11 September 2016, Writing Ideas – New Novel, part 799, Climax Examples, Shadow of Darkness
Announcement: Ancient Light is delayed due to the economy. You can read more about it at http://www.ancientlight.com. Ancient Light includes the second edition of Aegypt plus Sister of Light and Sister of Darkness. I’ll keep you updated.
Introduction: I wrote the novel Aksinya: Enchantment and the Daemon. This was my 21st novel and through this blog, I gave you the entire novel in installments that included commentary on the writing. In the commentary, in addition to other general information on writing, I explained, how the novel was constructed, the metaphors and symbols in it, the writing techniques and tricks I used, and the way I built the scenes. You can look back through this blog and read the entire novel beginning with http://www.pilotlion.blogspot.com/2010/10/new-novel-part-3-girl-and-demon.html.
I’m using this novel as an example of how I produce, market, and eventually (we hope) get a novel published. I’ll keep you informed along the way.
The four plus one basic rules I employ when writing:
1. Don’t confuse your readers.
2. Entertain your readers.
3. Ground your readers in the writing.
4. Don’t show (or tell) everything.
5. Immerse yourself in the world of your writing.
All novels have five discrete parts:
1. The initial scene (the beginning)
2. The rising action
3. The climax
4. The falling action
5. The dénouement
The theme statement of my 26th novel, working title, Shape, proposed title, Essie: Enchantment and the Aos Si, is this: Mrs. Lyons captures a shape-shifting girl in her pantry and rehabilitates her.
I just started writing my 27th novel, working title, Claire, potential title Sorcha: Enchantment and the Trainee. This might need some tweaking. The theme statement is something like this: Claire (Sorcha) Davis accepts Shiggy, the dangerous screw-up, into her Stela branch of the organization and rehabilitates her.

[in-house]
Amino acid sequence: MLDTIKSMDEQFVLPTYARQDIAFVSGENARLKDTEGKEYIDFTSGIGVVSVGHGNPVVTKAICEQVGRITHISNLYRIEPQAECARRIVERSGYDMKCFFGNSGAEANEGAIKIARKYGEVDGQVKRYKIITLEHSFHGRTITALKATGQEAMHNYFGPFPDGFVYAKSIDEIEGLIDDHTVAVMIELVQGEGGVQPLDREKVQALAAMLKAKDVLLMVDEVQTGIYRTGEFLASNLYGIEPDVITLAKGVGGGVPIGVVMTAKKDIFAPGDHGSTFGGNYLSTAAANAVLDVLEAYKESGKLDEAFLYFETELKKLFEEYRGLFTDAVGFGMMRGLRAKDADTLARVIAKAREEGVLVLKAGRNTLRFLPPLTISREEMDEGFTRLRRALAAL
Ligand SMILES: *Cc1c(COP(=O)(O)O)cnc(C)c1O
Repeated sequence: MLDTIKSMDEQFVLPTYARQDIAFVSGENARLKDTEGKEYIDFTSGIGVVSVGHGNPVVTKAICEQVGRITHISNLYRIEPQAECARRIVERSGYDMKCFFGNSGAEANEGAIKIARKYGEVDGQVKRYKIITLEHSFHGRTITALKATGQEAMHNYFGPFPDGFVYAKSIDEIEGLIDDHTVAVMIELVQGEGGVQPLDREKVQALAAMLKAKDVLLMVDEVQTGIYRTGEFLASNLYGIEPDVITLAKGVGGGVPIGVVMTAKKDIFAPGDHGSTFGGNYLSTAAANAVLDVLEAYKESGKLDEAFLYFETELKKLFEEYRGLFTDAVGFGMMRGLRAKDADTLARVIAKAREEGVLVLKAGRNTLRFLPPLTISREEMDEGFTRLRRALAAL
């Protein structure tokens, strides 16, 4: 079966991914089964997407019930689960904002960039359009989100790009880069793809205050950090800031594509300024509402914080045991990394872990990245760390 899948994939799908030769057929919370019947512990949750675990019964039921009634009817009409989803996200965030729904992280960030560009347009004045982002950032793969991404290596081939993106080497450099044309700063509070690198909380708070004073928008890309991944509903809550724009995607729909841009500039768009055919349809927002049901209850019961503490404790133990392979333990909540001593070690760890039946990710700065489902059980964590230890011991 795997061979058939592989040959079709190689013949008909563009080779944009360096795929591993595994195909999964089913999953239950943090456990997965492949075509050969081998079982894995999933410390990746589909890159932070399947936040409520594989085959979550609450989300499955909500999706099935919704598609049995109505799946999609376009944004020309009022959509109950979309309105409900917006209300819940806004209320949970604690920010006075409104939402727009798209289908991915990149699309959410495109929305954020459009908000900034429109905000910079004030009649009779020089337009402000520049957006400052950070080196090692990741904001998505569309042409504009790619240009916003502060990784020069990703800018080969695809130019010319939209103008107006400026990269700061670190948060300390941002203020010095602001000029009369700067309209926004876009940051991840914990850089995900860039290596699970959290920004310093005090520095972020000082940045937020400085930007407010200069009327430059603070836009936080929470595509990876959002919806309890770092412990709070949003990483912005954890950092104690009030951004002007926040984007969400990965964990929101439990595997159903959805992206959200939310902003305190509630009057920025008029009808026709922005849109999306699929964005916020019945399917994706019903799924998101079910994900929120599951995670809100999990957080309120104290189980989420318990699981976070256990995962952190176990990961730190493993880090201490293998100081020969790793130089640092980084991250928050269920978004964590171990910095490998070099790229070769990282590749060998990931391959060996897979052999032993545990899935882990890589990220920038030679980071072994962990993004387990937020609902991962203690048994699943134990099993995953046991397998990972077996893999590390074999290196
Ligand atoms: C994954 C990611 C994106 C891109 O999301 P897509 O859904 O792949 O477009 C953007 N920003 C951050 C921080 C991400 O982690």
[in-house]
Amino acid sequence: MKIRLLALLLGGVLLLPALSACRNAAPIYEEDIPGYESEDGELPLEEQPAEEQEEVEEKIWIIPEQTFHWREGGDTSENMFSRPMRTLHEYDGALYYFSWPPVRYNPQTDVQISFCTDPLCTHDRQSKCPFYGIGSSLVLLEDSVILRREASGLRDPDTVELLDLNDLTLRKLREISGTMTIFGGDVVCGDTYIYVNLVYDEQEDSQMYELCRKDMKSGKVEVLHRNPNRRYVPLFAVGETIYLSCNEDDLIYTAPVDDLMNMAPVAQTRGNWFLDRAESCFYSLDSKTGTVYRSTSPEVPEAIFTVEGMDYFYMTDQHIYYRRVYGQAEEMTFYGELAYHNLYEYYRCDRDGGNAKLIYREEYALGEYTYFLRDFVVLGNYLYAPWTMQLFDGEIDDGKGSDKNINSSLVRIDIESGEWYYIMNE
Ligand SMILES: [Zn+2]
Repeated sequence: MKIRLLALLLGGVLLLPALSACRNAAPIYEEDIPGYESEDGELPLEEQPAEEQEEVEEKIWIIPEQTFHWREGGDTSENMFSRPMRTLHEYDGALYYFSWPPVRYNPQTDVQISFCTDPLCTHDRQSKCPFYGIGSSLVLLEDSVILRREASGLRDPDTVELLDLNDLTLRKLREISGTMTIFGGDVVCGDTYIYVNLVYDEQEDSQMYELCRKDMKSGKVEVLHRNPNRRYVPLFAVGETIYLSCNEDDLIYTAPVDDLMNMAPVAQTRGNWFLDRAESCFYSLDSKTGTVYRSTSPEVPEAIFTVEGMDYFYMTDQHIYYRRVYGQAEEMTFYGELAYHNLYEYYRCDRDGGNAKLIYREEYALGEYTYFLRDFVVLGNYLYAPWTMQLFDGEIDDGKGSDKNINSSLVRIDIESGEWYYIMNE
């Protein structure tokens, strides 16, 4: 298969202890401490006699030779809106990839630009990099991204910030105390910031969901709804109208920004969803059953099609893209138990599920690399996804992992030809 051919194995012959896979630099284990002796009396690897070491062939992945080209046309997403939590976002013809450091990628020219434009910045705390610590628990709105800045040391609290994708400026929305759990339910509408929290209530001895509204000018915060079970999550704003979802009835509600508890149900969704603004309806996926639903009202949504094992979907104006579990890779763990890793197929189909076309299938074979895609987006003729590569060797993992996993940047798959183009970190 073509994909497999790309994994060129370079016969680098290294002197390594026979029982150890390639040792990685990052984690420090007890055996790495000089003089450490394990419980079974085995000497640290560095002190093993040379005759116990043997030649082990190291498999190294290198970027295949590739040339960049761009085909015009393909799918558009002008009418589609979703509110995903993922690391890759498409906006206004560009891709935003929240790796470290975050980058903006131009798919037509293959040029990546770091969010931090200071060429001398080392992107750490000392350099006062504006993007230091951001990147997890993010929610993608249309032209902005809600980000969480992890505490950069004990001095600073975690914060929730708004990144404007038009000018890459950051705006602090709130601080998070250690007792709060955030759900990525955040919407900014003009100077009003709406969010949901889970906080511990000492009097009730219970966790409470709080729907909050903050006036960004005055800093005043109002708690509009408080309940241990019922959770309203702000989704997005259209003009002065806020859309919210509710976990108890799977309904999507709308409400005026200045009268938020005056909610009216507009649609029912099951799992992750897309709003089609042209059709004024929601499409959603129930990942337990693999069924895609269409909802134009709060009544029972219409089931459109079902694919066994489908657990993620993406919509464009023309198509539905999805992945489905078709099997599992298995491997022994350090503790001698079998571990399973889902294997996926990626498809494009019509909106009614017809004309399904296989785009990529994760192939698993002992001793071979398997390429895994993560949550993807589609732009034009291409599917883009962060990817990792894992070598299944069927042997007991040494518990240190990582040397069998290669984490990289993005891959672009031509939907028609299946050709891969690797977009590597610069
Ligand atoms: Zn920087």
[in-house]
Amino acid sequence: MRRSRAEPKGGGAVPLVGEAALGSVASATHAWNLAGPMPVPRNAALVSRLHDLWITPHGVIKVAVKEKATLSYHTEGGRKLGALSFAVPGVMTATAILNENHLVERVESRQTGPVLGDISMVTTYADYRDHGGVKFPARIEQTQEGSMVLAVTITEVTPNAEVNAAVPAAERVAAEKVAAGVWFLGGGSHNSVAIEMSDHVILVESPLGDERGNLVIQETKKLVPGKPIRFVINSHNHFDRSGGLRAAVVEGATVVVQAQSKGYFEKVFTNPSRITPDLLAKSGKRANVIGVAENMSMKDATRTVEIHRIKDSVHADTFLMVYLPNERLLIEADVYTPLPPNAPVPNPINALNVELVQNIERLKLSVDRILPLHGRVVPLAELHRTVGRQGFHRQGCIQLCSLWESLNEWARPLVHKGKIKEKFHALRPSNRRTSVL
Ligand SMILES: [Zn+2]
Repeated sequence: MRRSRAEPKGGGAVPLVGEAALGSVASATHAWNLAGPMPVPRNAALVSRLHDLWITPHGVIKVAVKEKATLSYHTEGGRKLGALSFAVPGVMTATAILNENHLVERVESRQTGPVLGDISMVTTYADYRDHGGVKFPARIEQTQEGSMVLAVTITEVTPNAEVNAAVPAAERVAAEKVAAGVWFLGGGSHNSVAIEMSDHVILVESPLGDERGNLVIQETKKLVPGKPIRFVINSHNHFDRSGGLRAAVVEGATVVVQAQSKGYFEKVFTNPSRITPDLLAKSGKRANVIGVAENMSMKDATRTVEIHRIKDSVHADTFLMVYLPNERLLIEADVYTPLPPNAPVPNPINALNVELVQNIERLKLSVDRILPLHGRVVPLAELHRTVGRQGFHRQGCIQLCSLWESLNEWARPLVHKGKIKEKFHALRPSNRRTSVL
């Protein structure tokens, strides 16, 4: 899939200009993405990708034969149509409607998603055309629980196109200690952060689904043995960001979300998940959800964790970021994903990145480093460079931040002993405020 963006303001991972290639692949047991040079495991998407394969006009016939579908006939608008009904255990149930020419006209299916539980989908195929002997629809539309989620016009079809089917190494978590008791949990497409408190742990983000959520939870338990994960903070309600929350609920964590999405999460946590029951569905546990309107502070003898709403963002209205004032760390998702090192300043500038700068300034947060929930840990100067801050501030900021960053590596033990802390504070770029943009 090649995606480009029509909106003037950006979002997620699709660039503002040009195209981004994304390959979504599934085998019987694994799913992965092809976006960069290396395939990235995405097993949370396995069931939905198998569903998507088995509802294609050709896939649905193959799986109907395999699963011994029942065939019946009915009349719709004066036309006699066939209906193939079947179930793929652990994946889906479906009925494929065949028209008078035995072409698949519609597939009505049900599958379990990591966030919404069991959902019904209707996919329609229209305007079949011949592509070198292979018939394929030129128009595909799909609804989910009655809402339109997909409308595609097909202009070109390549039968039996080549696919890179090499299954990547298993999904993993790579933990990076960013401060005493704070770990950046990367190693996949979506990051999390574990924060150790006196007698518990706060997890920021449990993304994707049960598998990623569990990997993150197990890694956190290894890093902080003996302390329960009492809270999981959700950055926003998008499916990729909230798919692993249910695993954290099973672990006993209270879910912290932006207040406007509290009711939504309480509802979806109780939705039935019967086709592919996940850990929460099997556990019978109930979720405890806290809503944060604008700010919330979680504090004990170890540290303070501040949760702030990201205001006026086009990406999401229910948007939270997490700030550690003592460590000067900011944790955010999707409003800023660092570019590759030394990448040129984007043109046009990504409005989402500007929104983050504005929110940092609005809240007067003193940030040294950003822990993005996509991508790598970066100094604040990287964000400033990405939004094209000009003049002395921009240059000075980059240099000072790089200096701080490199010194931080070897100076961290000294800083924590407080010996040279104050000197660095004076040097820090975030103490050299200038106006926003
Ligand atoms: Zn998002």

Here is the cover proposal for Essie: Enchantment and the Aos Si. Essie is my 26th novel.
The most important scene in any novel is the initial scene, but eventually, you have to move to the rising action. I started writing my 28th novel, working title Red Sonja.
I’m an advocate of using the/a scene input/output method to drive the rising action–in fact, to write any novel.
- Scene input (easy)
- Scene output (a little harder)
- Scene setting (basic stuff)
- Creativity (creative elements of the scene)
- Tension (development of creative elements to build excitement)
- Release (climax of creative elements)
How to begin a novel. Number one thought, we need an entertaining idea. I usually encapsulate such an idea with a theme statement. Since I’m writing a new novel, we need a new theme statement. Here is an initial cut.
Red Sonja, a Soviet spy, infiltrates the X-plane programs at Edwards AFB as a test pilot’s administrative clerk, learns about freedom, and is redeemed.
I’ll try not to introduce spoilers. You can’t read these novels yet, but it’s worth writing about the process of developing the climax for them. I have two contracted novels Sister of Light and Sister of Darkness. These are supposed to be published in a three-in-one and individually. The economy has delayed their publication. These first three novels are called Ancient Light. They include Aegypt, Sister of Light, and Sister of Darkness. They don’t end there. I wrote eight total novels. Aegypt begins in 1926 and Warrior of Darkness ends in the 1990s. I’ll write about the climax of these novels. The fourth novel in the series is Shadow of Darkness.
Sister of Darkness ends with the end of World War Two. Paul and Leora believe their daughter, Lumière, is dead. They also believe the Goddess of Darkness is dead. The Goddess of Darkness was influencing Stalin in the Soviet Union. She fled there, and Lumière followed her to defeat her. During the Battle for Berlin, Lumière is injured. A Soviet reporter and officer in the Fifth Shock Army finds her and nurses her back to health. He returns to Moscow with her. Unfortunately, Lumière has lost her memories and is relearning about life and her life. I really like these types of novels. It is filled with dreams and flashbacks to Lumière’s time in Germany.
Lumière’s internal telic flaw is that she has lost her memories. Her external telic flaw is that she has lost everyone dear to her. All of these novels have a historically based climax. This novel, the historical climax is Stalin’s death. The expected climax is that Lumière would regain her memories and Stalin would die. The unexpected resolution is how Lumière finds her memories, and of course, the action oriented climax at the end. I’ll give you a hint, Lumière must escape from the Soviet Union.
My next as yet uncontracted novel is Shadow of Light.
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